My story begins around the years 1997/1998. At some point I realized that I am attracted to both sexes. I was attracted to both male and female bodies.
But I didn't really understand that. I exchanged with a friend who already had her coming out for herself. I didn't really understand myself and it was more or less fantasies in my head. I was afraid.
Society was different back then and I didn't really know what was going on with me.
So I dreamed. I started to bury the thoughts and let them out only sometimes.
Until about the year 2002/2003.
One evening with a friend. He sleeps with me, we watched porn. We start and it comes what must come.
But he was embarrassed. 1-2 minutes, later we did not touch each other. Then there is silence.
Nobody talks. We ended it. Nobody talks about it anymore. A cloak of silence spreads, until today. We never talked about it again. Our friendship ended that night.
I keep silent about myself too.
I don't talk about it anymore. Push it away. I lead a heterosexual life. I tried it out with women, even though it nibbled at me. I thought about it sometimes. What would it be like. It came over me, but I recoiled.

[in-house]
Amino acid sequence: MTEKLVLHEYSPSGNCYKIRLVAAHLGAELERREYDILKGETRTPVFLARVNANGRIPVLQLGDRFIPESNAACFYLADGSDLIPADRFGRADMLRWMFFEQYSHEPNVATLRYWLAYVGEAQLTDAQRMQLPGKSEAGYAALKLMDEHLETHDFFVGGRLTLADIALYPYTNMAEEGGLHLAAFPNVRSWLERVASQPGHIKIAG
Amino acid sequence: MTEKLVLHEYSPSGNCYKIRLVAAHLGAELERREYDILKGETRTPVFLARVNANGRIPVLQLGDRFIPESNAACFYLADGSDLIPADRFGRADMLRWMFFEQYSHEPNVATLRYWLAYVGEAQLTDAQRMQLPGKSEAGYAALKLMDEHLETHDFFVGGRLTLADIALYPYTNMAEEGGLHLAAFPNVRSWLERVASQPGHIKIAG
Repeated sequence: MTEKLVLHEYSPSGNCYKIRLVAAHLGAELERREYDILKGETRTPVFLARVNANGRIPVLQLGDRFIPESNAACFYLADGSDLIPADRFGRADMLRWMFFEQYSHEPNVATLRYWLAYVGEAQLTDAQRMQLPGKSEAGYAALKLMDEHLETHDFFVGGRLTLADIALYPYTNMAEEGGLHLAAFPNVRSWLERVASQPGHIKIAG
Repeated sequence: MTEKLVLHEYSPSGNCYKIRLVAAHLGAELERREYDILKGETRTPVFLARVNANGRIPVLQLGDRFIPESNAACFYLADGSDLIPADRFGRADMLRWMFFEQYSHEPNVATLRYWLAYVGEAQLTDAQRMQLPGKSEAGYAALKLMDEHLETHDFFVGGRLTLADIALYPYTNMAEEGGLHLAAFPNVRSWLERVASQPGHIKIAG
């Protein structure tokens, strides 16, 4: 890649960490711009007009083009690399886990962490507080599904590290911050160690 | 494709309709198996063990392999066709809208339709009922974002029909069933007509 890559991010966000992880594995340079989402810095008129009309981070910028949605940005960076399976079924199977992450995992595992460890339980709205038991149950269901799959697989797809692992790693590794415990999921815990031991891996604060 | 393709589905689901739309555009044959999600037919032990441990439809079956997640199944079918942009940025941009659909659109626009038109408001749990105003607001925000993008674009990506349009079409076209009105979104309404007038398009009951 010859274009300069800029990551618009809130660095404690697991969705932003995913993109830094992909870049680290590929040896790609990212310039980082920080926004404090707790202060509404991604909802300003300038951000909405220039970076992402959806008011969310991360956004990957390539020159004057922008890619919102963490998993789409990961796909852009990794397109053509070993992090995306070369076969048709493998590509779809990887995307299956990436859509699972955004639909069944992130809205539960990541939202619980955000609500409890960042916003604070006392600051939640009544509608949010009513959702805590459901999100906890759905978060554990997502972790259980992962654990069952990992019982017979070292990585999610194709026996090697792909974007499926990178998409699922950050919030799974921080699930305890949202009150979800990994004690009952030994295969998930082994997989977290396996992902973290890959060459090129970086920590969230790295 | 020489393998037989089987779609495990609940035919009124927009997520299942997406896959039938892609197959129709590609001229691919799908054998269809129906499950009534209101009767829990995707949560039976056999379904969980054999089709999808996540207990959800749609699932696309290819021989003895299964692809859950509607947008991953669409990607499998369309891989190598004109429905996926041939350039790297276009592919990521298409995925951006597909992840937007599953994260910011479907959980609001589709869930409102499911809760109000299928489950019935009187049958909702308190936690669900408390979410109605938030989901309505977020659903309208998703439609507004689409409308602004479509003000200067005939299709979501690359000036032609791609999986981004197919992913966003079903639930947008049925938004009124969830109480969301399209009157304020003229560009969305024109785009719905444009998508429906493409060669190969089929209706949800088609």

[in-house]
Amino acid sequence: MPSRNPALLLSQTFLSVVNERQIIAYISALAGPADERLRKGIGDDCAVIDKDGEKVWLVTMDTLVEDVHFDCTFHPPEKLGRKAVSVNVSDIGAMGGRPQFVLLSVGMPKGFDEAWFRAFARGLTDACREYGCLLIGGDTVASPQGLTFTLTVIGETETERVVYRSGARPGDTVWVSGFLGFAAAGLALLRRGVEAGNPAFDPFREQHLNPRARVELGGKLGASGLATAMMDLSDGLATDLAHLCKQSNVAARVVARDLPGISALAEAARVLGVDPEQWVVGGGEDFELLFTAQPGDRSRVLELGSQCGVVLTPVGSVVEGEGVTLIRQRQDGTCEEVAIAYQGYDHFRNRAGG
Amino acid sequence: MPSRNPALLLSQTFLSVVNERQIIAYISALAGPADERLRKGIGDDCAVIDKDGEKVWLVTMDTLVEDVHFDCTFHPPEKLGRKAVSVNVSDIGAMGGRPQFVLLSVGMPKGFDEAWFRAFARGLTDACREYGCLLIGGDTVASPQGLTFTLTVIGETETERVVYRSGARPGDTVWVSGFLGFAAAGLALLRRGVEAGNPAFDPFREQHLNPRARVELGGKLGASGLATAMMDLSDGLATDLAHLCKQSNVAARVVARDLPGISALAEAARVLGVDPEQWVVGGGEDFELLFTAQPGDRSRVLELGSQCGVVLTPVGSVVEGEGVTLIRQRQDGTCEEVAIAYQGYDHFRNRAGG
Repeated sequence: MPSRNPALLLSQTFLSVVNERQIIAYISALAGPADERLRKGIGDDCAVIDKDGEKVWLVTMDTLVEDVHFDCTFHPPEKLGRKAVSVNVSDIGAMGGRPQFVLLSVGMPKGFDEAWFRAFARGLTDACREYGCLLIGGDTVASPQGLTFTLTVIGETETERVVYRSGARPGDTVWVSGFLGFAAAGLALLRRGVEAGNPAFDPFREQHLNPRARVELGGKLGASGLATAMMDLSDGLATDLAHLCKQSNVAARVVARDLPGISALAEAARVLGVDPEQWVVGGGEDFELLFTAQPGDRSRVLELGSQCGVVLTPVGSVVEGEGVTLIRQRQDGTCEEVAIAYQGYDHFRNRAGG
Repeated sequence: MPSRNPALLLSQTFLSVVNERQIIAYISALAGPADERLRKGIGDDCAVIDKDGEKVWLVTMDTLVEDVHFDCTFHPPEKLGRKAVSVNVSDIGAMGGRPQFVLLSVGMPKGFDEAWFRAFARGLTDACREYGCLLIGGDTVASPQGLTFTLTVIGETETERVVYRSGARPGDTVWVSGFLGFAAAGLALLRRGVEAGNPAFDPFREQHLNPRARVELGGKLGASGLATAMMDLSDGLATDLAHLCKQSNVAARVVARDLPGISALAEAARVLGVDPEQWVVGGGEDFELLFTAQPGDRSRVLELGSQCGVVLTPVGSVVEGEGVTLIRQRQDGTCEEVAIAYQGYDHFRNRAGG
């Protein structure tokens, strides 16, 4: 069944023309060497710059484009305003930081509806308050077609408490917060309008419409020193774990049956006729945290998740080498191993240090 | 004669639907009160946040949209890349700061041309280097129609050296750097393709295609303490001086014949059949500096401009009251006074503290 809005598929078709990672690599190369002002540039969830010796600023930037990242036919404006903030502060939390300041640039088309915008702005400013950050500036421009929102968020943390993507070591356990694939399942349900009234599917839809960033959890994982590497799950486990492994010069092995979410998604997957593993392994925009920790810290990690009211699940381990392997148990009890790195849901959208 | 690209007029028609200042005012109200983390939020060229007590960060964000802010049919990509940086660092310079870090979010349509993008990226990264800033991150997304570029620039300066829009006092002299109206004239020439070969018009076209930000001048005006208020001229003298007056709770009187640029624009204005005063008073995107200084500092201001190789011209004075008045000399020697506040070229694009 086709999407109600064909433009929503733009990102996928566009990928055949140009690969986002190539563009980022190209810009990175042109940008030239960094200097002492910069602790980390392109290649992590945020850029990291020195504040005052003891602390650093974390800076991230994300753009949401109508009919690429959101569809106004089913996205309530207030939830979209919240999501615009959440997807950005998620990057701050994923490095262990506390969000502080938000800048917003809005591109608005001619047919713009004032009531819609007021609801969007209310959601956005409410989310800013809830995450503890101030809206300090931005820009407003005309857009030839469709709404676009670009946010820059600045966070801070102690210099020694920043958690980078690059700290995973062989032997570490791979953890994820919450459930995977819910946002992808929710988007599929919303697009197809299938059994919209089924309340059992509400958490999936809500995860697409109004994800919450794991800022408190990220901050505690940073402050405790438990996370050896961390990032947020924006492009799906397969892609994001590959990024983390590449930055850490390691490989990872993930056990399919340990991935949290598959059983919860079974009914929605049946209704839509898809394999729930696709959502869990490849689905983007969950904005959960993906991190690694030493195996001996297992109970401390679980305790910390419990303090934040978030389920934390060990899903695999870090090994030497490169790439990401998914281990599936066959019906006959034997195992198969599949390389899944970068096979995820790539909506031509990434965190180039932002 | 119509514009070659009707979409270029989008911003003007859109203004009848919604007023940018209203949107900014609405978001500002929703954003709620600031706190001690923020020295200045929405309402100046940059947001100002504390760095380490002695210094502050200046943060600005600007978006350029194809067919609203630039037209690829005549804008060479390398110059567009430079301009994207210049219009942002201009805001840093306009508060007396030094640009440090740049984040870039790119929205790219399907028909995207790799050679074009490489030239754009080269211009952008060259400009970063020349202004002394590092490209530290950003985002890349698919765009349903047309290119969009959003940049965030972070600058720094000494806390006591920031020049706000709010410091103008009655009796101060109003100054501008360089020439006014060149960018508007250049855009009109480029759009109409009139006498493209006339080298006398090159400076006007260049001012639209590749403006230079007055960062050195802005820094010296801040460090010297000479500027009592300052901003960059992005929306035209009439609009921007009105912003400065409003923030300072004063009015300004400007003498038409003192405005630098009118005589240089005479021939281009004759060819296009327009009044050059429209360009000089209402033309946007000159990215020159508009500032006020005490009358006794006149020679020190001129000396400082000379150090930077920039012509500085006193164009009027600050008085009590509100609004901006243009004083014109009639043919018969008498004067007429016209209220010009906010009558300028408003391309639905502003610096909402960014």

Don't live anything, don't try anything. It remains in the imagination.

I told my wife about my inclination only at the beginning of the second year of our relationship.

A shock for her. Am I enough for her? I shrink back again. Push it away. But in the course of our relationship I do not succeed in suppressing it permanently. Every now and then, fantasies arise. We look for solutions together. But they are only fantasies. A web. A wish. Nothing more. It remains vague. I don't really deal with it, but I think I am already outed. I am quite clear about what I want and what I don't want, I am quite clear about myself and my desire and especially about my self-image. That was a fallacy.

At the beginning of this year, my wife and I decided to open up our marriage. It's a great concept, a beautiful idea. I'm on fire. Trying out what I've always wanted to do. Great. I have a date with a man. The first time in my life I meet a man with what could go. I am excited. I am curious. I am totally overwhelmed. During the date I get weak in the knees. I can no longer think properly, no longer walk properly. We only talk to each other. No touching, no tenderness or anything like that. Just a conversation.